Our ship towed the kayaks along as we sailed.

Oh, the food! IndoChina Junk is known for amazing food, especially seafood. Each meal brought us course after course of deliciousness. Violet is now a big fan of prawn (Tyler confirmed that he, indeed, likes only white rice, meaning Brian and Gil got extra helpings from his rations). The rain confined us to eating indoors most of the trip, but our favorite meal was our first lunch after setting sail when we sat at a table on the bow's upper deck and watched the limestone formations go by. For our last dinner, we ate BBQ in a cave (it was awesome except for the smoke - they actually did the cooking in the cave as well)!!! For friends heading to Vietnam, we recommend you check out IndoChina Junk.

Tyler helped cruise the ship!

Super cool in-cave dining!

After our Halong Bay time, we were excited to return to Hanoi. We spent two days wandering around the Old Quarter and we could have easily spent 2 or 3 more. For Brian, music was the highlight of Hanoi part 2. We went to a traditional Ca Tru performance in a beautiful old house in the Old Quarter and Brian got to go onstage to try out one of the Vietnamese lutes used in the performance. It was a surreal experience since the show was in the covered courtyard of the house and an intense rain storm began about halfway through the show. With the rain pounding on the tarp covering, it was at times impossible to hear the singing. We were also nearly flooded out by the torrential downpour. At one point one of the audience members had to reach his hand into the courtyard's drain and pull out a handful of weeds to prevent the entire show from going underwater!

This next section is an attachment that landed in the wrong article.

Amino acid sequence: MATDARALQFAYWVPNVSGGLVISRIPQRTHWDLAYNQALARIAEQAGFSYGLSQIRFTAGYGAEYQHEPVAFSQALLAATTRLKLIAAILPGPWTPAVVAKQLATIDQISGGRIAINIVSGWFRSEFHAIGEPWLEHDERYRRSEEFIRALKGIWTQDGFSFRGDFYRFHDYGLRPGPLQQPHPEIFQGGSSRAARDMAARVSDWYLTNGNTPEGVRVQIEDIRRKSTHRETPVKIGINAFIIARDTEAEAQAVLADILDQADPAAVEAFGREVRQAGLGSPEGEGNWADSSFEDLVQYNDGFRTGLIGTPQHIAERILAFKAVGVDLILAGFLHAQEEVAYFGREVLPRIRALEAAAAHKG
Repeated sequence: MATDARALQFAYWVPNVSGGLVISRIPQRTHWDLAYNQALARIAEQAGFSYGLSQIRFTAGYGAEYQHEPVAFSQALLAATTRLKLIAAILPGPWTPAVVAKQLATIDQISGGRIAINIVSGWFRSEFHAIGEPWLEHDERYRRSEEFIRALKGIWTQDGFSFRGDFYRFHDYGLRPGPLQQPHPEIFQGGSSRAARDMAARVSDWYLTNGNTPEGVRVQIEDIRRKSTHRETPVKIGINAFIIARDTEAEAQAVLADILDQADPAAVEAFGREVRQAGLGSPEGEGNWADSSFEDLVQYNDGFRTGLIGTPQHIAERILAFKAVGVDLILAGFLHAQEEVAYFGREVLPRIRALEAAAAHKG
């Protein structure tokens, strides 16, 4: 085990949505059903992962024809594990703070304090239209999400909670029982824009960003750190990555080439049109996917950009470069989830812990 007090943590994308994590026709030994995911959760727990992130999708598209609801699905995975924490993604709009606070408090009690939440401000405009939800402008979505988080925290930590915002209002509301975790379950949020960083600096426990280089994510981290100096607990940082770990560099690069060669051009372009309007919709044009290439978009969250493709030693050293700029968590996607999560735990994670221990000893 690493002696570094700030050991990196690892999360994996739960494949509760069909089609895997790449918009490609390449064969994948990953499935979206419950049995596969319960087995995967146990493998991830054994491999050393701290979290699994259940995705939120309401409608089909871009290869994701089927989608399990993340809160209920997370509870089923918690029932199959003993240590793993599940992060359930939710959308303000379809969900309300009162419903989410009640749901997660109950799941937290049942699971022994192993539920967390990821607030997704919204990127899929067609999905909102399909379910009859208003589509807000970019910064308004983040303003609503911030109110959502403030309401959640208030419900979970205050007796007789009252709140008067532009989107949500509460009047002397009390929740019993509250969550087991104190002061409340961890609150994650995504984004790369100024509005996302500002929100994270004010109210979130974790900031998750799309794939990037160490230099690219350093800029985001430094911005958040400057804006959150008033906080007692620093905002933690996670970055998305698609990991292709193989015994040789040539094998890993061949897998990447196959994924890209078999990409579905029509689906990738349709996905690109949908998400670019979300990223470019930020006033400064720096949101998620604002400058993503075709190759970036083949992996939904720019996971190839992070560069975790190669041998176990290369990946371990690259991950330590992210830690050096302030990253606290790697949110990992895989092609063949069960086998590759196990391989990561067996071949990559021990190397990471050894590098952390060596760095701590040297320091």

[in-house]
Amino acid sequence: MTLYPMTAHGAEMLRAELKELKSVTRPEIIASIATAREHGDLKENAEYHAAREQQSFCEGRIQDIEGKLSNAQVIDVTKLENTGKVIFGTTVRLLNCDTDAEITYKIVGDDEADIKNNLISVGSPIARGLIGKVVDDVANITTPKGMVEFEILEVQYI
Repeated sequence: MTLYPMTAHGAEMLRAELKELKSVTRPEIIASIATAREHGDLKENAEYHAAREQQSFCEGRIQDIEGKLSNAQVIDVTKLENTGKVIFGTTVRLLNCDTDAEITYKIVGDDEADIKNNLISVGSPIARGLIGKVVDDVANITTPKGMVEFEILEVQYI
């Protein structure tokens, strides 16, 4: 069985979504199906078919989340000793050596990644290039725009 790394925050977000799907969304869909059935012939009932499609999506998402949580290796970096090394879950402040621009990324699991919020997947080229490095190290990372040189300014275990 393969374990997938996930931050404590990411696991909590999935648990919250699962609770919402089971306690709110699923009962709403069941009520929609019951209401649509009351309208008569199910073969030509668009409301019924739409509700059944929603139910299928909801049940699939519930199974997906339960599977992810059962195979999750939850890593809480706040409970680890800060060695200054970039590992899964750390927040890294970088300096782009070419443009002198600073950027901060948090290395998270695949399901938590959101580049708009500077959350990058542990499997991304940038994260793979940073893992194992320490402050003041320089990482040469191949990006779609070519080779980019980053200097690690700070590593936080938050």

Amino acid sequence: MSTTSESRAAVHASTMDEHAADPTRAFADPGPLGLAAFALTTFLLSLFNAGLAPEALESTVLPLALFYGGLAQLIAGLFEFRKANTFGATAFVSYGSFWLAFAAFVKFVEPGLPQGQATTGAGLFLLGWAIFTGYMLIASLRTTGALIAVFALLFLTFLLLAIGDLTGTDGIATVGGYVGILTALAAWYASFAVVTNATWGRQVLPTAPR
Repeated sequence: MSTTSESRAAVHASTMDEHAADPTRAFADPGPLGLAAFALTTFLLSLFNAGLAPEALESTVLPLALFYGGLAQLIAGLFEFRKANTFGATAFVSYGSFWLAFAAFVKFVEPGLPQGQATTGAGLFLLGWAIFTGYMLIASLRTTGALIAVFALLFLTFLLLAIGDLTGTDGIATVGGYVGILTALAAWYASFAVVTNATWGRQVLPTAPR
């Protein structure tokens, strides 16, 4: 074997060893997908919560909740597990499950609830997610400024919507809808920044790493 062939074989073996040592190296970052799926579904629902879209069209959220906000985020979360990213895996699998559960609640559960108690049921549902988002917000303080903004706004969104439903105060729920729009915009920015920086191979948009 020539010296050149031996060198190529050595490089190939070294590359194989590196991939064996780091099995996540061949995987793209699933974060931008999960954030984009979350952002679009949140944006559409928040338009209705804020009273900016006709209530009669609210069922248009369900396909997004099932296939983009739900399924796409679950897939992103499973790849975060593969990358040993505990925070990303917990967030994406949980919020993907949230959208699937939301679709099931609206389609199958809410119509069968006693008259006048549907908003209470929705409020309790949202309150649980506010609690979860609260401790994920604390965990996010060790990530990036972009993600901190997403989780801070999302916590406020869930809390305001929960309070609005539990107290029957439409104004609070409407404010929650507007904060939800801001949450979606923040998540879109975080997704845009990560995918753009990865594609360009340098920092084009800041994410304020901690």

The performance cemented Brian's desire to buy a traditional Vietnamese stringed instrument so the next day Gil and Brian went on a mission to find actual non-souvenir grade lutes. They came home with not one but two - a Dan Nguyet and a Dan Ty Ba. They are amazingly beautiful with mother-of-pearl inlay and sound great. Later that evening we went to a water puppet show and the band featured a Dan Nguyet as one of the main instruments. During the show Brian fell in love with a Dan Bau, a single-stringed instrument that is played by creating harmonics and then bending the string to get all of the notes of the scale. With his trusty instrument hunter Gil, they ran out of the show back to the music store and got one of those as well! You can probably tell that we are in full-on binge shopping mode before we head back to the U.S. Mary splurged on a couple (ok, three) paintings, and even Violet got into the act and got herself a traditional tea set. 

Strangest shopping experience. To enter "The Big C" (Tesco/Walmat-like store),
we had to have our purses shrouded and sealed in plastic.
A dike wall covered in beautiful mosaic mural runs 4 km through Hanoi
Water puppet theater

Mary also spent the days hunting down the best pho soup -- we had to get her this shirt...

We are so glad that we were able to get to Vietnam before heading home and we feel blessed that we were able to share our last trip in Southeast Asia with Gil and Vicki.